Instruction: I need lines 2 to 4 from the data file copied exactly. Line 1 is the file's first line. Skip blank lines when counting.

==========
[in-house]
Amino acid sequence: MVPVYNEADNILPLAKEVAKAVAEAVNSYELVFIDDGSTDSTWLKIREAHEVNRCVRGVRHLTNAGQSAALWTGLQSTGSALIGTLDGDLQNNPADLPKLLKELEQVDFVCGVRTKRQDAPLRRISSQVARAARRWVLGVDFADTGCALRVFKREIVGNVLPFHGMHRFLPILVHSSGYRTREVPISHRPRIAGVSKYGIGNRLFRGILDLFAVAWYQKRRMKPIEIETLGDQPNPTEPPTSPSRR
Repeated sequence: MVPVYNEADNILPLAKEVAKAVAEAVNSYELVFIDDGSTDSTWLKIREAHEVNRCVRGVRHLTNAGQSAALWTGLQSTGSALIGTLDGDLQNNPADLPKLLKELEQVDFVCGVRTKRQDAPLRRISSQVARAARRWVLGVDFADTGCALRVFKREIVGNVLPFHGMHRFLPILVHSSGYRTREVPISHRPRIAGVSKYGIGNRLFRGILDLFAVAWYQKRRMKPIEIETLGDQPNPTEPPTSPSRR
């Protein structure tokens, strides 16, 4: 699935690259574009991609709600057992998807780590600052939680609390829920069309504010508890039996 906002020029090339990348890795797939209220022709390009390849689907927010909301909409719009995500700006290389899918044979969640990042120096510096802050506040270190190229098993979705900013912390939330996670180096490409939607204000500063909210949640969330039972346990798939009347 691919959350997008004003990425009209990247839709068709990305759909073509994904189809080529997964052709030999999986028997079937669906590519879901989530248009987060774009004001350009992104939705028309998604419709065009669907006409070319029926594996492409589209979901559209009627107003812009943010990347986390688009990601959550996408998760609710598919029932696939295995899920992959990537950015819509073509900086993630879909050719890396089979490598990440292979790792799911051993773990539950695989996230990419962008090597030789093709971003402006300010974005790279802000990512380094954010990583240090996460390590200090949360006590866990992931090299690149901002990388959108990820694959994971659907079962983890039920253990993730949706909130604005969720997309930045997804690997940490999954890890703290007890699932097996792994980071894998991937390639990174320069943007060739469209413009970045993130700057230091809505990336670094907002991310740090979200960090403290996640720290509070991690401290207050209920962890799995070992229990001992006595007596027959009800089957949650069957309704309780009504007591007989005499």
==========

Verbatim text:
Amino acid sequence: MVPVYNEADNILPLAKEVAKAVAEAVNSYELVFIDDGSTDSTWLKIREAHEVNRCVRGVRHLTNAGQSAALWTGLQSTGSALIGTLDGDLQNNPADLPKLLKELEQVDFVCGVRTKRQDAPLRRISSQVARAARRWVLGVDFADTGCALRVFKREIVGNVLPFHGMHRFLPILVHSSGYRTREVPISHRPRIAGVSKYGIGNRLFRGILDLFAVAWYQKRRMKPIEIETLGDQPNPTEPPTSPSRR
Repeated sequence: MVPVYNEADNILPLAKEVAKAVAEAVNSYELVFIDDGSTDSTWLKIREAHEVNRCVRGVRHLTNAGQSAALWTGLQSTGSALIGTLDGDLQNNPADLPKLLKELEQVDFVCGVRTKRQDAPLRRISSQVARAARRWVLGVDFADTGCALRVFKREIVGNVLPFHGMHRFLPILVHSSGYRTREVPISHRPRIAGVSKYGIGNRLFRGILDLFAVAWYQKRRMKPIEIETLGDQPNPTEPPTSPSRR
């Protein structure tokens, strides 16, 4: 699935690259574009991609709600057992998807780590600052939680609390829920069309504010508890039996 906002020029090339990348890795797939209220022709390009390849689907927010909301909409719009995500700006290389899918044979969640990042120096510096802050506040270190190229098993979705900013912390939330996670180096490409939607204000500063909210949640969330039972346990798939009347 691919959350997008004003990425009209990247839709068709990305759909073509994904189809080529997964052709030999999986028997079937669906590519879901989530248009987060774009004001350009992104939705028309998604419709065009669907006409070319029926594996492409589209979901559209009627107003812009943010990347986390688009990601959550996408998760609710598919029932696939295995899920992959990537950015819509073509900086993630879909050719890396089979490598990440292979790792799911051993773990539950695989996230990419962008090597030789093709971003402006300010974005790279802000990512380094954010990583240090996460390590200090949360006590866990992931090299690149901002990388959108990820694959994971659907079962983890039920253990993730949706909130604005969720997309930045997804690997940490999954890890703290007890699932097996792994980071894998991937390639990174320069943007060739469209413009970045993130700057230091809505990336670094907002991310740090979200960090403290996640720290509070991690401290207050209920962890799995070992229990001992006595007596027959009800089957949650069957309704309780009504007591007989005499």